In ancient times, and in recent times, the policy of 'let's allow the market to do its thing' hasn't worked. There may be a time and a place where it can work, but it hasn't worked then, and it's not working now. We all face what to me is the terrifying prospect of the effect of interest rate rises on low and stagnant private sector incomes, particularly when the cause of inflation is some juju called 'globalisation', and its impact on commodity prices (we now know that the soundtrack to the end of our civilisation will not be Patrick Allen announcing the four minute warning, but it still might be the voice of a goombah economist, raving in the ruins that globalisation makes us all richer). Globalisation and our coalition government share one overwhelmingly important characteristic. Nobody has ever voted for either of them to come into existence. While I await the advent of all those new energy sources that the economists declare will suddenly come into being as soon it becomes economically viable for them to be developed, I sometimes ponder which is the more fruitless pastime; standing on top of a hillock waiting for the end of the world, or believing that economics is not a zero sum game. Both require more faith in the belief than I can muster.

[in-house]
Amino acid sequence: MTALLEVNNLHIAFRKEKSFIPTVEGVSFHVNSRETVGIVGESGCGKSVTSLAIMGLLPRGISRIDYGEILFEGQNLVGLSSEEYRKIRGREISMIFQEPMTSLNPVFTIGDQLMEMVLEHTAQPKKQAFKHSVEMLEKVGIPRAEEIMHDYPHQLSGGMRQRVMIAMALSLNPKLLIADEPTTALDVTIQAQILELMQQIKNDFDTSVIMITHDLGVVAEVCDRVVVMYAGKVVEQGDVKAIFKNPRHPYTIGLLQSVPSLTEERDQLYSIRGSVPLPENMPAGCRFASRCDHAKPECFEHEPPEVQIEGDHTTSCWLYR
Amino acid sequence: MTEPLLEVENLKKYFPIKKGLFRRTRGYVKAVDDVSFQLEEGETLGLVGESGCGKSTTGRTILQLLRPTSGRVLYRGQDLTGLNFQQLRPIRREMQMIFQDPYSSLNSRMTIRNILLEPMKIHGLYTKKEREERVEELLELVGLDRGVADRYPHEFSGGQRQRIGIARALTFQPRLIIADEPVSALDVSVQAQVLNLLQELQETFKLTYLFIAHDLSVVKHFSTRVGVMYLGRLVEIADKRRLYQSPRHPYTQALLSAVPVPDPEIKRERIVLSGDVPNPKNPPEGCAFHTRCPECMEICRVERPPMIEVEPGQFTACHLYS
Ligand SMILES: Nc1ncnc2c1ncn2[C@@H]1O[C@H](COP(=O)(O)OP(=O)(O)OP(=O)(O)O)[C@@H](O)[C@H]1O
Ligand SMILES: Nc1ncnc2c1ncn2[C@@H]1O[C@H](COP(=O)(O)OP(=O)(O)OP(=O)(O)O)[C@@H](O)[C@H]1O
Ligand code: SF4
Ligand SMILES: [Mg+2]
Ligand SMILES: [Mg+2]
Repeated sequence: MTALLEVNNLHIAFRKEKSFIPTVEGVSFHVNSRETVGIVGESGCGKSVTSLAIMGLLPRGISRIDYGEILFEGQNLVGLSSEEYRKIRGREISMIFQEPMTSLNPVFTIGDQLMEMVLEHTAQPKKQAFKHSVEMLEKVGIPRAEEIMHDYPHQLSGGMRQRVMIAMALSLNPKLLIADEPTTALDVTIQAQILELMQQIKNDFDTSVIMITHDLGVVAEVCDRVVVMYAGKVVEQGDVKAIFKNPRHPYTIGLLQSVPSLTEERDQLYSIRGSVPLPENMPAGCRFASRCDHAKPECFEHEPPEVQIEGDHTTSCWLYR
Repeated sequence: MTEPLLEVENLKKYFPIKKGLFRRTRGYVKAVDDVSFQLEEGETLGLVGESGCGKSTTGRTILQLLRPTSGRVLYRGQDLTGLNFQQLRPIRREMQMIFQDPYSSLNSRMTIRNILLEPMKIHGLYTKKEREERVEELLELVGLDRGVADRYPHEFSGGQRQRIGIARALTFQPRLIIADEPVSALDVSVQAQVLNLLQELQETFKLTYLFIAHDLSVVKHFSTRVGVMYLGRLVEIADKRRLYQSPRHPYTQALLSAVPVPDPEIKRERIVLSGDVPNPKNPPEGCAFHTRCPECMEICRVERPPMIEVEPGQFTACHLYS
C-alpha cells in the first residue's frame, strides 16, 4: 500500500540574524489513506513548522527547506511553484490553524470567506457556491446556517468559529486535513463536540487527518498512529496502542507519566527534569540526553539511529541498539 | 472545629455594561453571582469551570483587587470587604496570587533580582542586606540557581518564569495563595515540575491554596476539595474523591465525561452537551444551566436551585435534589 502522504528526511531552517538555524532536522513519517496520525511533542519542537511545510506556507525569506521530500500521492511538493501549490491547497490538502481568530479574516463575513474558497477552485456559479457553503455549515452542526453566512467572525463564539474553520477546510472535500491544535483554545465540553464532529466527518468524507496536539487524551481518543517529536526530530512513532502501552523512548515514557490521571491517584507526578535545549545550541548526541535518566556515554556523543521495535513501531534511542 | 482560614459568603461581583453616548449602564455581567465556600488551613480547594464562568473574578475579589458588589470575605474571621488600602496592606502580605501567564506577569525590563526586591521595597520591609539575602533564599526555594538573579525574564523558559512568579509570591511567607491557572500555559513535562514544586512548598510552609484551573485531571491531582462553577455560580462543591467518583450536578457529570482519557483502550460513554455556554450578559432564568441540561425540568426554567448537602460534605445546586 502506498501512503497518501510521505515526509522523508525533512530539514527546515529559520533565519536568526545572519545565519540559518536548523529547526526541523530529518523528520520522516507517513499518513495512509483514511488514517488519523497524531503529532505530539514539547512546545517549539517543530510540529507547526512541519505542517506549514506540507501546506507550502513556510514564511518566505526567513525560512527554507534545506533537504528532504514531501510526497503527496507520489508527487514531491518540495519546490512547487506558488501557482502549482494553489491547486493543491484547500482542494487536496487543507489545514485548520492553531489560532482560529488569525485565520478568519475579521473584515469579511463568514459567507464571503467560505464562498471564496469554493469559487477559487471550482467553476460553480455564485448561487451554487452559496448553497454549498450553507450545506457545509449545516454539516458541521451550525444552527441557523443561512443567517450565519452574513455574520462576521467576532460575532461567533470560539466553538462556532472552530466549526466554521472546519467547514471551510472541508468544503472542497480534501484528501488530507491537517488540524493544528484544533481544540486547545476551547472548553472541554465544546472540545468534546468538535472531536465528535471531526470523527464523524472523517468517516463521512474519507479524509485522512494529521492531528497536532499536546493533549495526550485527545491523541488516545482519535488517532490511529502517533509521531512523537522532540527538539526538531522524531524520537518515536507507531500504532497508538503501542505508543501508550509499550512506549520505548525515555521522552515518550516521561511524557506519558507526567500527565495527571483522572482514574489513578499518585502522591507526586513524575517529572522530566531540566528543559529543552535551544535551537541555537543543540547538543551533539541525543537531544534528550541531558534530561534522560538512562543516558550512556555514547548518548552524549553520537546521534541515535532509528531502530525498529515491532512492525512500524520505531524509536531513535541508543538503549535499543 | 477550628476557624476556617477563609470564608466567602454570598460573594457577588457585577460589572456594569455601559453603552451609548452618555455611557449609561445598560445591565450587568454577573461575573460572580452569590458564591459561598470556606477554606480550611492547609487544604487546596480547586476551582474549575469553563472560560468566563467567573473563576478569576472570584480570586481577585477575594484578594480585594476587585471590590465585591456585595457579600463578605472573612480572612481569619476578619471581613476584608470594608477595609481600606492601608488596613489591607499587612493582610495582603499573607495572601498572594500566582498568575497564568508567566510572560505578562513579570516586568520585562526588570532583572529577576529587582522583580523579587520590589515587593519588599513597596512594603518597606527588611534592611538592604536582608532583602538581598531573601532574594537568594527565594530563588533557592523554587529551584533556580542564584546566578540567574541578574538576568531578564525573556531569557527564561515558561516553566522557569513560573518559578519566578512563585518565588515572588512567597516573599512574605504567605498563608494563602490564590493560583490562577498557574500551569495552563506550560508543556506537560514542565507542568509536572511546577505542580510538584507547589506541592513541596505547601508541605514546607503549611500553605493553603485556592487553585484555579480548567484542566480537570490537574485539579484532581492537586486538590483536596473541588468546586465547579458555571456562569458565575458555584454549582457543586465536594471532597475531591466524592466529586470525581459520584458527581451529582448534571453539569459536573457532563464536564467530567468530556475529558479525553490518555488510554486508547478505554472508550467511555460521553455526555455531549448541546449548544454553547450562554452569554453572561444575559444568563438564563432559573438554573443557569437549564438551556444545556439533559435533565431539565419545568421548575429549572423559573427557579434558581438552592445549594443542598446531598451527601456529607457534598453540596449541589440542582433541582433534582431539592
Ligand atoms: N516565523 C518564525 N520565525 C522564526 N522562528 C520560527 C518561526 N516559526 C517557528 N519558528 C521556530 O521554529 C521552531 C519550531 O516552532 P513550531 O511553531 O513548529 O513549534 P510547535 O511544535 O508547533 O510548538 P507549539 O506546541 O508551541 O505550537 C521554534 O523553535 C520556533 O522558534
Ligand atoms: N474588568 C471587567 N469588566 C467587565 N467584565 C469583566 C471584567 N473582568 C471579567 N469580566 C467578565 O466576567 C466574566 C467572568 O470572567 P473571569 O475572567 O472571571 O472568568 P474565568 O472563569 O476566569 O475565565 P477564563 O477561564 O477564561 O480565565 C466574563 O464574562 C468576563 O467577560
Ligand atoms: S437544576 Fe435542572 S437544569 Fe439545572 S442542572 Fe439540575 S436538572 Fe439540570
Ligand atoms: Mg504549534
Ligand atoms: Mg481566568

And all the while wage restraint has been so restrained it might as well have been bound, gagged and drugged.
So let's see how it all turns out. What we can guess is that it's very probably going to turn out badly. How badly should not be guessed. We should all pray that it doesn't. If it should come to it, I, for one, will go down singing 'Nearer My God To Thee'. Somehow, it seems appropriate for the occasion.

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7 Comments:

Blogger APL said...

MK: "Conservative Party declared that if public services were slashed, the private sector would immediately jump-start itself in a blue fit of spontaneous order .."

'Public services' are paid for by one of two things, either tax on the private sector or a future tax on the private sector that is, government borrowing. Borrowing, that thing that the Labour government did with such wild abandon that we are pretty much ruined as a nation.

Blow more smoke Martin, anyone with eyes to see knows Labour did this. And by the way, the government has done nothing about the regulatory drag on the productive sector either.

MK: "Problem is, it hasn't happened .."